Fog everywhere. Fog up the river, where it flows among green aits and meadows; fog down the river, where it rolls defiled among the tiers of shipping and the waterside pollutions of a great (and dirty) city. Fog on the Essex marshes, fog on the Kentish heights. Fog creeping into the cabooses of collier-brigs; fog lying out on the yards, and hovering in the rigging of great ships; fog drooping on the gunwales of barges and small boats. Fog in the eyes and throats of ancient Greenwich pensioners, wheezing by the firesides of their wards; fog in the stem and bowl of the afternoon pipe of the wrathful skipper, down in his close cabin; fog cruelly pinching the toes and fingers of his shivering little ’prentice boy on deck. Chance people on the bridges peeping over the parapets into a nether sky of fog, with fog all round them, as if they were up in a balloon, and hanging in the misty clouds…

… And hard by Temple Bar, in Lincoln’s Inn Hall, at the very heart of the fog, sits the Lord High Chancellor in his High Court of Chancery.

Bleak House, Charles Dickens

And Monet one of the greatest artists…

Waterloo Bridge Sunlight Effect No. 4 by Claude Monet

One of the fascinating factlets in the book is that the term “pea-souper” to describe the thick London fog was coined by none other than the author of my old adversary…

Moby-Dick by Herman Melville. Our narrator (call him Ishmael) signs up for a voyage aboard the whaling ship Pequod, only to find that the Captain, Ahab, is pursuing a personal vendetta against the whale which caused him to lose his leg – Moby-Dick. Sounds good, doesn’t it? Proving conclusively that more is required to make a good book than an intriguing blurb. The book may have been tedious, but the film is great…

…and provides two links to my final book. Firstly, one of the ships the Pequod meets with on its journey is called the Rosebud, and secondly, Orson Welles appears in a cameo role as the preacher. All of which made me think of…

Citizen Kane by Harlan Lebo. Lebo takes the reader through the entire process of the making of Kane in painstaking and pretty geeky detail. But geeky in a good way – written so that even I, who wouldn’t recognise a movie camera if I tripped over it, was able to easily understand. No detail is too small, no aspect too obscure to be included here, from budgeting, casting, direction, production, even what days particular scenes were filmed on. Sounds dreadful, huh? And yet, I found it increasingly fascinating…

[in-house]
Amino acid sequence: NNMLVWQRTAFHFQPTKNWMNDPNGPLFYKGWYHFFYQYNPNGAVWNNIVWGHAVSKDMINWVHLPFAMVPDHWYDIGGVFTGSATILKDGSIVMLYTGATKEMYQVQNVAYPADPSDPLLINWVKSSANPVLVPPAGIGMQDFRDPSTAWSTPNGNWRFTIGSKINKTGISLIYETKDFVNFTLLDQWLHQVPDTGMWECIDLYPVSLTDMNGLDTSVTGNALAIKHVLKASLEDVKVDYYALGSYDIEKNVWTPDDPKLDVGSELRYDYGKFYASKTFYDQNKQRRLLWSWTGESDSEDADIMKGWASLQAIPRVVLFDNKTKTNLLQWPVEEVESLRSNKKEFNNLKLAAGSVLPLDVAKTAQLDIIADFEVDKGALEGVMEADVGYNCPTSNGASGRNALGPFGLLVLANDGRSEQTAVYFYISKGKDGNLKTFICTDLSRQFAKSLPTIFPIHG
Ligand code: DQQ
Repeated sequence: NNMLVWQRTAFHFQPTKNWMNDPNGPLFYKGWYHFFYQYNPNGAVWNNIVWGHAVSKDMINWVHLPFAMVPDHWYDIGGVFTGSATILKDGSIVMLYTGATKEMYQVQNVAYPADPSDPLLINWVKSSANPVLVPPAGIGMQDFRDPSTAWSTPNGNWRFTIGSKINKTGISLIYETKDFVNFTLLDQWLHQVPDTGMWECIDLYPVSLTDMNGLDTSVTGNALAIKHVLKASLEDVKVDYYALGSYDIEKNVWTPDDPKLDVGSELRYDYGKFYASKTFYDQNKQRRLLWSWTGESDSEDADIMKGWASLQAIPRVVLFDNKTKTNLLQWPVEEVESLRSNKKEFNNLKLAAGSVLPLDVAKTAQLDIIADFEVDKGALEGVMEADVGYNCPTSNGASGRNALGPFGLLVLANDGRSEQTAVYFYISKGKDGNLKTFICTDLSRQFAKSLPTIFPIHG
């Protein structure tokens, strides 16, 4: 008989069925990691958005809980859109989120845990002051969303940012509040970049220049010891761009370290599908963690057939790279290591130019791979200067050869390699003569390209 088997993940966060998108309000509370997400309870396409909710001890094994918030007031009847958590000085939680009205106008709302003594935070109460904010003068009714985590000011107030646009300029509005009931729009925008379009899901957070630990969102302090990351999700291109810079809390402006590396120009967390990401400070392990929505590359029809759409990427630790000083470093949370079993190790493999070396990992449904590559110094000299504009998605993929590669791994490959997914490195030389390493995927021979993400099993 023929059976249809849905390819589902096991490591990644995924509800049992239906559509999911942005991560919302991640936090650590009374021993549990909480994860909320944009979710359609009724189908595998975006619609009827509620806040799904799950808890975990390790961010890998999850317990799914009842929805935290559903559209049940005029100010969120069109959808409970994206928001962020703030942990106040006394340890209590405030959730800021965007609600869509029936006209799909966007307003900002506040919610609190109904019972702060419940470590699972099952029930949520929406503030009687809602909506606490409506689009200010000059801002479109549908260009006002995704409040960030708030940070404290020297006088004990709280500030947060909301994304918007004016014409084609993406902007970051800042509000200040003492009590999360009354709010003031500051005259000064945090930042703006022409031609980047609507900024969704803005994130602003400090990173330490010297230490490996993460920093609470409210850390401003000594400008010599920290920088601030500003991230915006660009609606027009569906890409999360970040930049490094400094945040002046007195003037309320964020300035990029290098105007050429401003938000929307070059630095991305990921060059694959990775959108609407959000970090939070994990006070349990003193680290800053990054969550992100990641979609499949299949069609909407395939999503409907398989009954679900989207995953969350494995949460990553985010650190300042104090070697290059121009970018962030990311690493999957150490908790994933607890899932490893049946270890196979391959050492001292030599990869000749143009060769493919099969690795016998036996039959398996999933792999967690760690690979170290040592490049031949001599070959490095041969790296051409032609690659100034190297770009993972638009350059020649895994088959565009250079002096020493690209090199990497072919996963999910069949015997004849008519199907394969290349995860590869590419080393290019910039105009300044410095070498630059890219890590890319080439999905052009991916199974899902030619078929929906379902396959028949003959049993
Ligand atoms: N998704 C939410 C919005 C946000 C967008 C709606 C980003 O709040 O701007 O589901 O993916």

Lebo explains how the newspapers were produced and translated into various languages, with ‘real’ stories even though they mostly can’t be read except in stills…

 * * * * *

So Ellis to Lebo, via Bret Easton Ellis, psychos, Hitchcock, fog, pea-soupers and Orson Welles!

Hope you enjoyed the journey. 😀

39 thoughts on “Six Degrees of Separation – From Ellis to…

  1. Quite the eclectic journey, FF! I hear London Fog is now a type of Hipster tea and, more pleasingly, a cocktail. Hipsters, don’t mess with tea, I tell you! But that is enough ranting for today, I think. It is too early in the week to expend so much energy, I won’t have enough for drinking wine at the weekend! Incidentally, The Chap’s name is Simon Rose 🙂

    • Ooh – journalist/author Chap? He looks nice…and oddly familiar. Has he done any TV stuff? I’m feeling something like That’s Life or Watchdog or one of these consumer programmes? But maybe I’m mistaking him for someone else…

      Hahaha – I was sent some of what I must assume was Hipster tea by Amazon Vine for review recently – dreadful stuff! It tasted like Lemsip only not so nice. I expect they won’t send me any more now they’ve read my review… (I was particularly sarcastic about them describing their tea-bags as “Tea Temples” – I ask you!!! Probably added 50p a cup for that! 😉 )

      • He his nice. Yes, he has done TV stuff in the past, all sorts of things. He will be chuffed that the famous FF recognised his little face! I am hoping to unleash him on the public before too long… 😉
        When will people learn not to mess with tea?! Tea Temples?! My word! I’m glad you gave them whatfor. We can but hope no more are inflicted upon you!